Paris Trip Package Soufflot, begun 1738, finished 1789
Man proposes, events dispose, and the spirit of Paris does what it likes. The Pantheon was built as a church, became a pantheon at the Revolution, and thereafter seesawed twice between God and the Legion d’Honneur.
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The outside is now in mottled confusion with forty-two of Soufflot’s windows blocked and newly revealed from under the grime. But the inside is a true temple to reason, underlined by absurd sculptural groups: ‘L’ENCYCLOPEDIE PREPARE L’IDEE DE LA REVOLUTION’ and -not to appear one-sided – ‘AUX ORATEURS ET AUX PUBLICISTES DE LA RESTAURATION’. A simultaneous standard of genuine appreciation, genuflection and mordant satire is essential to the Pantheon. It is worthily maintained in the crypt where a nest of Napoleon’s hangers-on compete for space with Voltaire and Rousseau: everything is serious and absurd at the same time.
Soufflot was aiming to unite classical design and Gothic structure. Up to the main cornice, the elevation is normal and well set out. Above it, everything is done to lighten the load. The heaviness of a tunnel vault disappears in saucer domes; and at each corner a solid mass of masonry is replaced by ribs with small domes between (at the largest corners of all, supporting the main dome, Soufflot’s successor played safe, after his death). The result is more supple than any other classical building of its time. Lightened and dignified by this delicate invention above-stairs, the space unrolls, stately and discriminating, like a roofed-over boulevard. Through the open door the Eiffel Tower winks its complicity, off centre; against all the odds, the Pantheon turns out to be on the side of Paris. It deserves to be used as a true pantheon, displaying the best French music, poetry, painting, rhetoric, cooking – not to mention sculpture.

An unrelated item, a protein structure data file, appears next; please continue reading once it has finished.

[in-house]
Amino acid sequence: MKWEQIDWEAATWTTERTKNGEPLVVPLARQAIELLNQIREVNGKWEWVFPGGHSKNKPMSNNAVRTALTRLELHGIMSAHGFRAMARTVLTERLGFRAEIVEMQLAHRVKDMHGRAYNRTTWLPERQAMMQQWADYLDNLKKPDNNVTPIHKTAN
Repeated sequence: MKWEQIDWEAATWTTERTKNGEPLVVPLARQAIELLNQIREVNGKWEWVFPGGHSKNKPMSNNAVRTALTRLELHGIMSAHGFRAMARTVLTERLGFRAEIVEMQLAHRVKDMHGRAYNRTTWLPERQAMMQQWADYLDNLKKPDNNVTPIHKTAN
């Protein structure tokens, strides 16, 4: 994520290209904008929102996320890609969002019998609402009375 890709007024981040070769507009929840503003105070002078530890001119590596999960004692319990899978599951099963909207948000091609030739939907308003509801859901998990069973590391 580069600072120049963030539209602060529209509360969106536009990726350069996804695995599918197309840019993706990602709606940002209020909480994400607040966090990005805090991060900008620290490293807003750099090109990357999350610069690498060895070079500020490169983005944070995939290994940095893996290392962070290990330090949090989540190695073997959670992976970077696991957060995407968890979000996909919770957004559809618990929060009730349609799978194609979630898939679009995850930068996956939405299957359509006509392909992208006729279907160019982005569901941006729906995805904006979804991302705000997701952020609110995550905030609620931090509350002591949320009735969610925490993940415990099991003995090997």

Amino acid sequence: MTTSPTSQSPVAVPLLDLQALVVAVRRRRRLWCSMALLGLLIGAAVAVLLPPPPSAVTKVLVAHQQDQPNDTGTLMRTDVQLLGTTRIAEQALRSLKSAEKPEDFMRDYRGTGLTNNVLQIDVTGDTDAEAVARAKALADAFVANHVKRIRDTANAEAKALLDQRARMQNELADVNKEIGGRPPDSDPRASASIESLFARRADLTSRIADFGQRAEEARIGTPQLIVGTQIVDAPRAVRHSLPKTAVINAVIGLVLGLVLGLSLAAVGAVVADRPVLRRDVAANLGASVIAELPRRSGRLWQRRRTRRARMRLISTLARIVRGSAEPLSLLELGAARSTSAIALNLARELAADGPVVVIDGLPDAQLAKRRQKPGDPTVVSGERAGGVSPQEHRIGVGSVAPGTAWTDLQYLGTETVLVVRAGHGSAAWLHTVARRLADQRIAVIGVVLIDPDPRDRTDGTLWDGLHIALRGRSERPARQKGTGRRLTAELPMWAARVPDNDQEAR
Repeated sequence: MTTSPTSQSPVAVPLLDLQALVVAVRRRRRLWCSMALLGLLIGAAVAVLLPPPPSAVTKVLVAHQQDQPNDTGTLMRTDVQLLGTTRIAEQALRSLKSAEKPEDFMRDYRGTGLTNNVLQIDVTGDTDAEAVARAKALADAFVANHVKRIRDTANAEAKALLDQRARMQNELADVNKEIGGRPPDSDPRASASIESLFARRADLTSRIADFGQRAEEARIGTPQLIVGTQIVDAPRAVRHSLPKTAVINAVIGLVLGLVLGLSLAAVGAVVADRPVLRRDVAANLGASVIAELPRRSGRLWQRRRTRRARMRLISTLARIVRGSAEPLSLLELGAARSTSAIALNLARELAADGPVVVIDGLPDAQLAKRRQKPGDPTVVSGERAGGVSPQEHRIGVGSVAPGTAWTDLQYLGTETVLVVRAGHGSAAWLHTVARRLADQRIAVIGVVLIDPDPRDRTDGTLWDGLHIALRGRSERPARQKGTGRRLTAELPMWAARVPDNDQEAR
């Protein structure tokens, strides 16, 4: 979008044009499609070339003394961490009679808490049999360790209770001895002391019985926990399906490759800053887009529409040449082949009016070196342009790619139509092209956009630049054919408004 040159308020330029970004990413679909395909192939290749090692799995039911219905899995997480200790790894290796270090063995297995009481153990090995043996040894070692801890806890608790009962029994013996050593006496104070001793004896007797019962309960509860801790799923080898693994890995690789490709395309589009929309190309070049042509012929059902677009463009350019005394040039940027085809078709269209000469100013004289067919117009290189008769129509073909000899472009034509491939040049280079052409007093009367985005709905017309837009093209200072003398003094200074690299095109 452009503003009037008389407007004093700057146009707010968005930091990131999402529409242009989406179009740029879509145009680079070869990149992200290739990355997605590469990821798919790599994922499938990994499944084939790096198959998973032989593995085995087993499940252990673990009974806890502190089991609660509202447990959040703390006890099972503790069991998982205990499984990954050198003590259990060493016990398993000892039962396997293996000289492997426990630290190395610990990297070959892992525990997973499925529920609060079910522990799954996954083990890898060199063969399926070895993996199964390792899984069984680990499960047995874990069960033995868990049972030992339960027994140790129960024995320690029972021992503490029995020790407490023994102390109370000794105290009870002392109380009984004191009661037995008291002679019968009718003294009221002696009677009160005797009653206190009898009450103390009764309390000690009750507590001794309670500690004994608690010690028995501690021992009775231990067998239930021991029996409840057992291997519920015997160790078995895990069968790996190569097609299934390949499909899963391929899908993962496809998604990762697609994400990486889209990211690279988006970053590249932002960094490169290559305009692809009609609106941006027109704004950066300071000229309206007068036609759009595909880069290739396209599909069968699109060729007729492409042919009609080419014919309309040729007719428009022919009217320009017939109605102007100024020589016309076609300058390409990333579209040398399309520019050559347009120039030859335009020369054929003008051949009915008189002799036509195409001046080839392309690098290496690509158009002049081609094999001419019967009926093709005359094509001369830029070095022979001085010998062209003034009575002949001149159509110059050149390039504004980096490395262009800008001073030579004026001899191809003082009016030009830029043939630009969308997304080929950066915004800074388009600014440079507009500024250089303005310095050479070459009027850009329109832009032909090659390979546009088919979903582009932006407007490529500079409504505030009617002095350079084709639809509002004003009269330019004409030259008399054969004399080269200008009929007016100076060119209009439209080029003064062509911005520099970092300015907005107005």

Paris France Vacation Buildings opposite the Pantheon
Soufflot, 1772, andHittorff 1844
These two curved buildings face the west front of the Pantheon on either side of the rue Soufflot. The northernmost is now the Law Faculty of the Sorbonne and was designed by Soufflot; the other is a mairie put up to match by Hittorff, seventy years later. With concave fronts and thick details, they take the visitor out of the frigid Parisian eighteenth century into some jolly small town across the Rhine. And with advantage: these thick pediments are really speaking to the passer-by, not delivering an oration.